In late 2006, Joy, who has experience as a legal clerk, was asked
by Linda Shelton to represent her as she negotiated the ground
rules for an inquiry by Adventist-laymenís Services and Industries
(ASI) into the propriety of her divorce from Danny Shelton. Harold
Lance, a retired attorney and former president of the self-supporting
organization, Outpost Centers Incorporated, led the inquiry.
In early 2007, the ASI-brokered negotiations fell apart early,
due in part to the inability of the two parties to reach an understanding
on the manner or scope of the inquiry. Lance, who had been asked
to head up the inquiry by the ASI Executive Committee in October,
summarized the dissolution of the inquiry in an e-mail statement
on January 5.
"For approximately three months ASI has deeply considered itsí
involvement in issues involving 3ABN in three special Executive
Committee meetings called for that purpose and multiple other
contacts." Lance wrote. "It now appears that it is not appropriate
for ASI to be involved."
Joy has registered a website at www.save3abn.com that contains
documents and statements from various sources involved in the
group's investigation of Tommy Shelton. As of press time,
the site had received more than 1,900 hits.
Joy and Pickle have a growing list of e-mail contacts, many in
church leadership, to whom they plan to send periodic communication,
chronicling what they see as areas in which 3ABN must be held
to higher accountability.
Adventist Today offered Dr. Thompson, in his capacity as 3ABN
Board Chairman, an opportunity to confirm, disconfirm, or provide
additional information concerning the accuracy of the parts of
this report that cover areas about which he had direct, personal
In an e-mail to the Executive Editor of Adventist Today, he stated
that in view of a conversation that he had had with Danny Shelton,
he would "withhold further comment at present." [To comment or
inquire about this story, e-mail AToday]
Southern Illinois Hometown City Leaders Laud Danny Shelton's
By Edwin D. Schwisow, for ATNewsbreak (09 February 2007).
Danny Shelton, 3ABN president, is very willing to lend a helping
hand financially to the civic needs of his boyhood town of West
Frankfort, Illinois, say several prominent people there. "If
our city had a meaningful project we needed to have a joint relationship
financially with Three Angels, I anticipate that wouldn't
be a problem," says Larry Warren, mayor of West Frankfort.
Warren goes on to describe how Shelton used 3ABN to promote the
Roan Center, a home for abused women and children. On a November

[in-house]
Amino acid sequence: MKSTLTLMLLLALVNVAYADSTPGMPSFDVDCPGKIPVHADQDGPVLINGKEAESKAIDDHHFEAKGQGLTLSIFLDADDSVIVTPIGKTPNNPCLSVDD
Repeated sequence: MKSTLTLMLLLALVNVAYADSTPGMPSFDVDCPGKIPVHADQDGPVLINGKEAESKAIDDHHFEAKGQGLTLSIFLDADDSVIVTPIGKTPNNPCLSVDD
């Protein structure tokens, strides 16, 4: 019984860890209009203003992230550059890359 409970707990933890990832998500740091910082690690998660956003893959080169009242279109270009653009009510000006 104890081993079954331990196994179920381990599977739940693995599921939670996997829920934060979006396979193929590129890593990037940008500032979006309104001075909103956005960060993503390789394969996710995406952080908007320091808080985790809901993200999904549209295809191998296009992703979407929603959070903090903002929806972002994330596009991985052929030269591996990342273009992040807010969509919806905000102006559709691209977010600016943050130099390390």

24, 2006, broadcast of 3ABN Today, Shelton interviewed Sara Bond,
one of the Center's founders about mission of the organization
and asked his viewers to send in donations to help Bond accomplish
her goals. Shelton also pledged $5,000 from 3ABN to help Bond
with her project. Bond recently thanked 3ABN in an article published
in the February 1 edition of the West Frankfort Press American.
In the article, she said that the broadcast had raised $4,490
so far and that she continued to receive consistent donations
from 3ABN viewers. "We have had donations from Oregon, California,
Florida, Georgia, Illinois, Kentucky, Tennessee, Arizona," Bond
said in the article.
Franklin Community High School (FCHS) in West Frankfort has received
thousands of dollars from Shelton as well according to Richard
Glodich, athletic director at the school. "Danny Shelton and
3ABN are an asset to our school. There's no doubt about
it," says Glodich. "Any time we're in need of help, Mr.
Shelton is always willing to help." Glodich estimates 3ABN has
donated $30,000 to the athletic department of FCHS alone during
the 10 years he's been athletic director. He says that
Shelton donated several thousand dollars to the school to help
modernize their weight room and donated money towards athletic
fields at the local junior high school. 3ABN donated close to
$10,000 in prizes for the school's Red Ribbon Week, Glodich
says. He says they brought cameramen out to videotape the event
so it could be publicized locally.
According to Glodich, it was a donation by 3ABN and Shelton that
was the catalyst for a peer-mentoring program to begin on campus.
Dubbed Alpha groups, the program enables juniors and seniors
at the school to spend an hour each Thursday visiting with students
in the freshman and sophomore classes, building friendships and
urging them to stay clear of alcohol and drugs.
Danny Shelton is also a regular at FCHS Cardinal athletic events,
especially men's varsity basketball games Glodich
says. "Oh yeah, we see him all the time, probably at least 10
times a year, he's here for games."
For many in West Frankfort, Danny Shelton is a man to admire.
His philanthropy and personal "rags to riches" story of establishing
3ABN has endeared him to many admirers in the town his hometown.
Interestingly many in the small city of Thompsonville have very
different sentiments. Their viewpoints will be explored in an
upcoming edition of Adventist Today.